Exploring Consumer Preferences for Cannabis Vaping Products to Support Public Health Policy: A Discrete Choice Experiment


Background:

Phase two of cannabis legalisation in Canada brought cannabis vaping products to the market. This decision was controversial due to an outbreak of vaping cannabis use-associated lung injury. This resulted in three provinces banning the sale of cannabis vaping products causing inequitable access. This study sought to explore consumer preferences for cannabis vaping products to inform cannabis policy.


Methods:

We used a discrete choice experiment to explore consumer preferences for attributes of cannabis vaping products. Attributes included type of device, price, tetrahydrocannabinol (THC) potency, vape liquid content, product recommendations and Health Canada regulation. Participants lived in Canada, were aged ≥ 19 years, and had purchased a cannabis vape in the last 12 months. A multinomial logit (MNL) model was used for the base model, and latent class analysis to assess preference sub-groups.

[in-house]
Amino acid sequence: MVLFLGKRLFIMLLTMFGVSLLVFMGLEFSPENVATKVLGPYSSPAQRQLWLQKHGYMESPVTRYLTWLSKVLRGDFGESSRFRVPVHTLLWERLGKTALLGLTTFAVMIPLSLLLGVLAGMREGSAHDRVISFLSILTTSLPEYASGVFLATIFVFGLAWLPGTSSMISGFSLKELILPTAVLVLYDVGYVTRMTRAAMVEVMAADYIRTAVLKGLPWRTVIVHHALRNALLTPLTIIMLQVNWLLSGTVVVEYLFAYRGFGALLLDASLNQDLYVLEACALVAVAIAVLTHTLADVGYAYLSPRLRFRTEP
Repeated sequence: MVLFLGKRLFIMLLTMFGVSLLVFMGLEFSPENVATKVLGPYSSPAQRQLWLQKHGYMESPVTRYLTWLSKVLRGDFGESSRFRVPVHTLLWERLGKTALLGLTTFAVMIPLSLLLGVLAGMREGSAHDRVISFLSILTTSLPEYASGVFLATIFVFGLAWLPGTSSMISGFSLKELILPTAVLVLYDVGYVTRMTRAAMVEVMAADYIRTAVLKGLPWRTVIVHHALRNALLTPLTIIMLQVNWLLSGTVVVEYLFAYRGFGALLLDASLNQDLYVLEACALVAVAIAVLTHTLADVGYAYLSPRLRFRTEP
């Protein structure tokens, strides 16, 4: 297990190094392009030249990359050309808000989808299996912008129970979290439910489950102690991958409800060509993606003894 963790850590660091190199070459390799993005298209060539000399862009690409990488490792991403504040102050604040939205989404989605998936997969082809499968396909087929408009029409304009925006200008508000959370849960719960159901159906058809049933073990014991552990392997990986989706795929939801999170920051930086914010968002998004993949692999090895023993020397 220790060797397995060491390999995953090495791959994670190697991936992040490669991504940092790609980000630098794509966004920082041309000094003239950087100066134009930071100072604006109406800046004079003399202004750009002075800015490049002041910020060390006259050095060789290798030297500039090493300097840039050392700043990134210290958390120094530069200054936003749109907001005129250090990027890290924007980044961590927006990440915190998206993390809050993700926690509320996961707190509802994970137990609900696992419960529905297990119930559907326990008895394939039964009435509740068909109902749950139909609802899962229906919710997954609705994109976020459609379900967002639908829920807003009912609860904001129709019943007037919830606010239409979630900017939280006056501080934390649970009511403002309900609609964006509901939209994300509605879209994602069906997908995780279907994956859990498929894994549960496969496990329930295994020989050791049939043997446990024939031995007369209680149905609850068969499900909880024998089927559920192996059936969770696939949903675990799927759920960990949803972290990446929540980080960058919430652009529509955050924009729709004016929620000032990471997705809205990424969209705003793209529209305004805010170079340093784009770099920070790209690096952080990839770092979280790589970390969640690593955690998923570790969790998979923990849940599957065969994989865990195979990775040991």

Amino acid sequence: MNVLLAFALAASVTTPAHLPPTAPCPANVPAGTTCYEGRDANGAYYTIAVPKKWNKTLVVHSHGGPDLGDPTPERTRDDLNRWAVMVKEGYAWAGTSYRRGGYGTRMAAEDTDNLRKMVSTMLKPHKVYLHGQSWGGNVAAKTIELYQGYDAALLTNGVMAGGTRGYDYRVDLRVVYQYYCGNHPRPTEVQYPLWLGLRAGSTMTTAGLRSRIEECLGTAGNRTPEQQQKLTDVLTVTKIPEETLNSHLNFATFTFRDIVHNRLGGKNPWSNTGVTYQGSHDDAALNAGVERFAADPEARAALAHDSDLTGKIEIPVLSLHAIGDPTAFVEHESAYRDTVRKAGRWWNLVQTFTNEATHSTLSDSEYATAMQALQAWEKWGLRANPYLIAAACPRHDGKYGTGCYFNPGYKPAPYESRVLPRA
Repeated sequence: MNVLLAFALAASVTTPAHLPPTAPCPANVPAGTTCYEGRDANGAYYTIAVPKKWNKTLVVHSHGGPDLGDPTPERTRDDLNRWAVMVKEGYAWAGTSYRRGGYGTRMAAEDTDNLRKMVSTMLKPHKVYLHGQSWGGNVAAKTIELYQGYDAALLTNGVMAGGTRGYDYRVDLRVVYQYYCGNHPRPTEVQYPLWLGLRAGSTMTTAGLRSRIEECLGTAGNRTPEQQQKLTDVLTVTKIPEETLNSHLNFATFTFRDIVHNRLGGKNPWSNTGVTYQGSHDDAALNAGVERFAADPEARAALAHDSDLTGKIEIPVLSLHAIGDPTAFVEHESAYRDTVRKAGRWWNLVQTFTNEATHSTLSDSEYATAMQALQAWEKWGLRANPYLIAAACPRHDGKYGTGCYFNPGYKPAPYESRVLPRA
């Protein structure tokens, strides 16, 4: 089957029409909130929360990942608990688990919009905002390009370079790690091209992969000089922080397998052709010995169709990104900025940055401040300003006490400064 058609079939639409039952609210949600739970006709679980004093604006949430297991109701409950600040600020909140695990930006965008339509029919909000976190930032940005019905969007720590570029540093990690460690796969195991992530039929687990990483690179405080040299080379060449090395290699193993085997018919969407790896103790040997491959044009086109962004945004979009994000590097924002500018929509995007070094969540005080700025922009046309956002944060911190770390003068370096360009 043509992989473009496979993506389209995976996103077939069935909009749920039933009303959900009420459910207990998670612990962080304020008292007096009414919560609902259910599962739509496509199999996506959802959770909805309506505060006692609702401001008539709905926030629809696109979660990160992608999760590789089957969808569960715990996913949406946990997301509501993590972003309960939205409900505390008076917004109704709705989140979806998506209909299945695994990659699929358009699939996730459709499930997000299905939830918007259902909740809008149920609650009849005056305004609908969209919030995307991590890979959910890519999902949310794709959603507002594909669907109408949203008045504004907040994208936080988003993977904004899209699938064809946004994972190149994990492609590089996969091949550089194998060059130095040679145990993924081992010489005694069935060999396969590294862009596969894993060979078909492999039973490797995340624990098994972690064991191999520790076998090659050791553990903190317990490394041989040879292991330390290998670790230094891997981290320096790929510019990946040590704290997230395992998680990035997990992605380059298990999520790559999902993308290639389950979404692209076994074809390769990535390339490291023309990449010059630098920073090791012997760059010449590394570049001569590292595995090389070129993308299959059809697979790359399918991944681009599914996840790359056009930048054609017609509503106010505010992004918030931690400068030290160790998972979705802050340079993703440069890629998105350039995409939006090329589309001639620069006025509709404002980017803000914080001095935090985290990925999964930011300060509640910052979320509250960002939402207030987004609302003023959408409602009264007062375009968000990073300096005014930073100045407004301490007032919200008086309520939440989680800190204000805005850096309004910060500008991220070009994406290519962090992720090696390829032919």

Results:

In total, 384 participants completed the survey; the MNL model showed that price and potency were the most important attributes. A three-group latent class model showed that ~ 40% of the sample was driven primarily by Health Canada Regulation and were willing to pay $56 more for a product that was regulated compared to one that was not. About 33% of the sample was driven by price, and 26% was driven by type of device.


Conclusion:

While regulated status by Health Canada was most important to some consumers (~ 40%), nearly 60% of the sample were willing to make trade-offs in regulated status for products with a lower price. Therefore, policymakers need to consider the broader public health implications of banning cannabis vapes in some regions.

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